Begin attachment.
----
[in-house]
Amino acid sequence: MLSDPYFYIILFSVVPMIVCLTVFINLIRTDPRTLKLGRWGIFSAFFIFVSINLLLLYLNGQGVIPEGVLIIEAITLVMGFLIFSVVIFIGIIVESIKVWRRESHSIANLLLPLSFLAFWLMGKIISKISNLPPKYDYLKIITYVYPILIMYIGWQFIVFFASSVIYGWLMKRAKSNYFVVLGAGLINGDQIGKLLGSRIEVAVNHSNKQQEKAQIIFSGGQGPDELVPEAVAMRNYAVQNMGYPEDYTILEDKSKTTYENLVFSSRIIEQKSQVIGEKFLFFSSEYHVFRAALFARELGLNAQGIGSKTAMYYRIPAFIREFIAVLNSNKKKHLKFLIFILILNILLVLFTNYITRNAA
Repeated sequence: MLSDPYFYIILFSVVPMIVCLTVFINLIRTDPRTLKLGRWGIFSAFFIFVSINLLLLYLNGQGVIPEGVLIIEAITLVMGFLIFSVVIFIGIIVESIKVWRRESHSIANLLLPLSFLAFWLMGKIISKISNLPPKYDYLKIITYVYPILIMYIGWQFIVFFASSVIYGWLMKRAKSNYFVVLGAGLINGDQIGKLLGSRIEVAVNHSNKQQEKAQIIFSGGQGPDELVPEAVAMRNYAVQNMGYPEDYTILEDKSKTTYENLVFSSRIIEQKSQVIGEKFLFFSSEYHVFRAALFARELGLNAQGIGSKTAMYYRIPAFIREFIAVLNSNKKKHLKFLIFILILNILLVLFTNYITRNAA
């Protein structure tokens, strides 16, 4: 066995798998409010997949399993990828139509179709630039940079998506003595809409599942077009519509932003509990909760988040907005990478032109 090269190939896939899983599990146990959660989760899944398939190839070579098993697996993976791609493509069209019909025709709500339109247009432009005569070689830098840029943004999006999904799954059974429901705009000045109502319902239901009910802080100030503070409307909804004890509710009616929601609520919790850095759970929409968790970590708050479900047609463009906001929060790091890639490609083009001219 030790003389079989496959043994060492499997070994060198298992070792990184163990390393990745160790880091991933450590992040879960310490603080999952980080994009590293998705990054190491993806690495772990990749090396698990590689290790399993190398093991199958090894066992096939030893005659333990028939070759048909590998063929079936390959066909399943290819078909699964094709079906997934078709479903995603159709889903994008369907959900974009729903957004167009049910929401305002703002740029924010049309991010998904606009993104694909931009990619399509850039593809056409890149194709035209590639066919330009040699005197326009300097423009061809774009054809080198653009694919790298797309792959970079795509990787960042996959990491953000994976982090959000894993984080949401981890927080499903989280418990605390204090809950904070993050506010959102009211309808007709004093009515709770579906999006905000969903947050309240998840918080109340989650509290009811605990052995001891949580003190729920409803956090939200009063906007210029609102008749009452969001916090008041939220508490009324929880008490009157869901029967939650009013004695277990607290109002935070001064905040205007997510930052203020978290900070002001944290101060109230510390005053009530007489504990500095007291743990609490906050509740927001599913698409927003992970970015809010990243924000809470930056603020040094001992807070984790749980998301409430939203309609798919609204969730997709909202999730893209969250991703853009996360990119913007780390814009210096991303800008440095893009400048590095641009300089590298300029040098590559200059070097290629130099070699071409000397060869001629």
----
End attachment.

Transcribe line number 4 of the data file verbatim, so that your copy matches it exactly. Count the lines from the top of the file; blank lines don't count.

């Protein structure tokens, strides 16, 4: 066995798998409010997949399993990828139509179709630039940079998506003595809409599942077009519509932003509990909760988040907005990478032109 090269190939896939899983599990146990959660989760899944398939190839070579098993697996993976791609493509069209019909025709709500339109247009432009005569070689830098840029943004999006999904799954059974429901705009000045109502319902239901009910802080100030503070409307909804004890509710009616929601609520919790850095759970929409968790970590708050479900047609463009906001929060790091890639490609083009001219 030790003389079989496959043994060492499997070994060198298992070792990184163990390393990745160790880091991933450590992040879960310490603080999952980080994009590293998705990054190491993806690495772990990749090396698990590689290790399993190398093991199958090894066992096939030893005659333990028939070759048909590998063929079936390959066909399943290819078909699964094709079906997934078709479903995603159709889903994008369907959900974009729903957004167009049910929401305002703002740029924010049309991010998904606009993104694909931009990619399509850039593809056409890149194709035209590639066919330009040699005197326009300097423009061809774009054809080198653009694919790298797309792959970079795509990787960042996959990491953000994976982090959000894993984080949401981890927080499903989280418990605390204090809950904070993050506010959102009211309808007709004093009515709770579906999006905000969903947050309240998840918080109340989650509290009811605990052995001891949580003190729920409803956090939200009063906007210029609102008749009452969001916090008041939220508490009324929880008490009157869901029967939650009013004695277990607290109002935070001064905040205007997510930052203020978290900070002001944290101060109230510390005053009530007489504990500095007291743990609490906050509740927001599913698409927003992970970015809010990243924000809470930056603020040094001992807070984790749980998301409430939203309609798919609204969730997709909202999730893209969250991703853009996360990119913007780390814009210096991303800008440095893009400048590095641009300089590298300029040098590559200059070097290629130099070699071409000397060869001629």